Mark never managed to stay on the settee for long, he was a bloody fidget and tended to dance around with his elastic legs, usually ending up sprawled on the floor. Here he could fidget around to his heart’s content and not annoy Mum and I.

It was always magical. Magical family time were magical memories were set in stone .

You can imagine my delight then when I was asked along to attend the press evening of The Wizard of Oz which is playing at The Crucible Theatre, Sheffield until January 20th 2018.

During the previous week I had also been invited along for a behind the scenes tour of the show . This involved a visit to the wardrobe department. We met and chatted to some of the cast and had the privilege to sit in ‘Technical Rehearsals’ for half an hour. We even got to briefly meet the Director Robert Hastie.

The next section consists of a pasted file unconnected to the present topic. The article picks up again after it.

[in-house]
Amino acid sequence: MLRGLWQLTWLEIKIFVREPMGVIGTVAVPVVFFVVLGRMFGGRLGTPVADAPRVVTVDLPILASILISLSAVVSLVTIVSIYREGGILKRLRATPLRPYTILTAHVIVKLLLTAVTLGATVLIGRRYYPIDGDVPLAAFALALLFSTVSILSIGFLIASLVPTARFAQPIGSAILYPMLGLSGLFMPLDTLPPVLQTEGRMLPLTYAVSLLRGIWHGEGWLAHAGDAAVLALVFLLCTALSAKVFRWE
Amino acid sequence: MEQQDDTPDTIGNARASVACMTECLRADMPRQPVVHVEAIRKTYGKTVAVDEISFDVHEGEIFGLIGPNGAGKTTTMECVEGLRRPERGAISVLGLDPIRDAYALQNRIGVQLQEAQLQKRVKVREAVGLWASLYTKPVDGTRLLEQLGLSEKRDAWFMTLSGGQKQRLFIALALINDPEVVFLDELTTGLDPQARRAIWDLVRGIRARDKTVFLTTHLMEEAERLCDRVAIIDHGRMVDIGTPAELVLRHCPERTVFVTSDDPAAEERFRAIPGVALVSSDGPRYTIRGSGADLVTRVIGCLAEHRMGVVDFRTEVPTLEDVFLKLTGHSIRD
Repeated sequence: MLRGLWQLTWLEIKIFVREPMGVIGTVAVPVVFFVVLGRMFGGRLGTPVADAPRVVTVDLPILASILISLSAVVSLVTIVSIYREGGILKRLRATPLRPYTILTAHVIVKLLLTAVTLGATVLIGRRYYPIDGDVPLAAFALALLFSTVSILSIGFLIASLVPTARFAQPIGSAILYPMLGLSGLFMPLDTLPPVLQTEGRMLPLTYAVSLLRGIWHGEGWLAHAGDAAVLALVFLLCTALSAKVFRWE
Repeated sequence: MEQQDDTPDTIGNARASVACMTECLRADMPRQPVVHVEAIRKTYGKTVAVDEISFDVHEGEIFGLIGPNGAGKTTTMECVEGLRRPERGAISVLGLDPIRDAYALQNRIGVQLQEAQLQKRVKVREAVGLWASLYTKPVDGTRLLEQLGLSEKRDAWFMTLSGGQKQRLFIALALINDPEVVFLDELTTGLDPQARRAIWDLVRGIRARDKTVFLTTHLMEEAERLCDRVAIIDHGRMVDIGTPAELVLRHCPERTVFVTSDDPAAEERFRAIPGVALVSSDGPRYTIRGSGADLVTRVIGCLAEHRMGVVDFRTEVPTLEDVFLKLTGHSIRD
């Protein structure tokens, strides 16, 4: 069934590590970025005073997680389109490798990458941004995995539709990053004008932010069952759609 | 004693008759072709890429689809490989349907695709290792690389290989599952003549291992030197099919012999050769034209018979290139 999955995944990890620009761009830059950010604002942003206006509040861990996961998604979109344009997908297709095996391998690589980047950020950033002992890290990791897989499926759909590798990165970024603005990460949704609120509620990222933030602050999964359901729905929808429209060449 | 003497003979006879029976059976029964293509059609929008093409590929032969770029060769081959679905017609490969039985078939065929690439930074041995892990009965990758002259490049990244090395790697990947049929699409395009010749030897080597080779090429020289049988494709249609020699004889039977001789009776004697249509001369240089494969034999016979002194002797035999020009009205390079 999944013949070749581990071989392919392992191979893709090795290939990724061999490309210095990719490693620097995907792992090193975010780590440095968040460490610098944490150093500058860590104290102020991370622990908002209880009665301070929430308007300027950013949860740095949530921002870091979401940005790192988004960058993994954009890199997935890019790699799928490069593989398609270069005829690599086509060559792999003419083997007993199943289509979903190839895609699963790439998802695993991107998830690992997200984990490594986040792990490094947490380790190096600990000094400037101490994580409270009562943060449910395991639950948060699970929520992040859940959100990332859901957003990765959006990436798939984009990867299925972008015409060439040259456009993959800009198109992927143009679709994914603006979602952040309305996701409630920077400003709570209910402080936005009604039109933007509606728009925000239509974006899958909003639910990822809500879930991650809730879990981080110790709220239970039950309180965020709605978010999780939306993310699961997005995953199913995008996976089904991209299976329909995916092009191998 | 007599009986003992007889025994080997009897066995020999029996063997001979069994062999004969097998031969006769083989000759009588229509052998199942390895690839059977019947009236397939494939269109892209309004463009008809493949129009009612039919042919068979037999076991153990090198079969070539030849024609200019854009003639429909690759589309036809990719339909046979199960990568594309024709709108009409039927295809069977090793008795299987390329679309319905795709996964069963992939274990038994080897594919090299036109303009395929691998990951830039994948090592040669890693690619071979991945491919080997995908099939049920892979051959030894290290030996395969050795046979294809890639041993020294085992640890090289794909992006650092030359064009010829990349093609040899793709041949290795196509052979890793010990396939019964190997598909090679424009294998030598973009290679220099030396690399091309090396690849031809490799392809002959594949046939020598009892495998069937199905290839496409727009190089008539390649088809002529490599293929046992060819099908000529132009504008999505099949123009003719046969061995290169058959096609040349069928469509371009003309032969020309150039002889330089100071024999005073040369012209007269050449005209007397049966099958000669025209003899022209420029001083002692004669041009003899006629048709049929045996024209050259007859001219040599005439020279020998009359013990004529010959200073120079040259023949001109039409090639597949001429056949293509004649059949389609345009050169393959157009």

Yes I have to pinch myself sometimes.

So last Wednesday evening myself and My friend Karen made our way excitedly through rainy Sheffield to The Crucible Theatre.

I love the theatre, there’s always an electric atmosphere. People buzzing in anticipation of what they are about to witness.

I remembered my glasses [a first – yay] we found our seats which had a great view of the stage and made ourselves comfy. The best thing about The Crucible is that there aren’t really any bad seats due to the circular layout.

So as for the show itself… what can I say it’s bloody fabulous.

My everyday job as you can most likely tell is not a theatre reviewer . I’m just a lady sat in the stalls, passionate about the stage; the feelings and memories it can evoke. The one wishing she was up there herself. Lack of any real talent, terribly shy and a voice that only attracts cats put pay to that!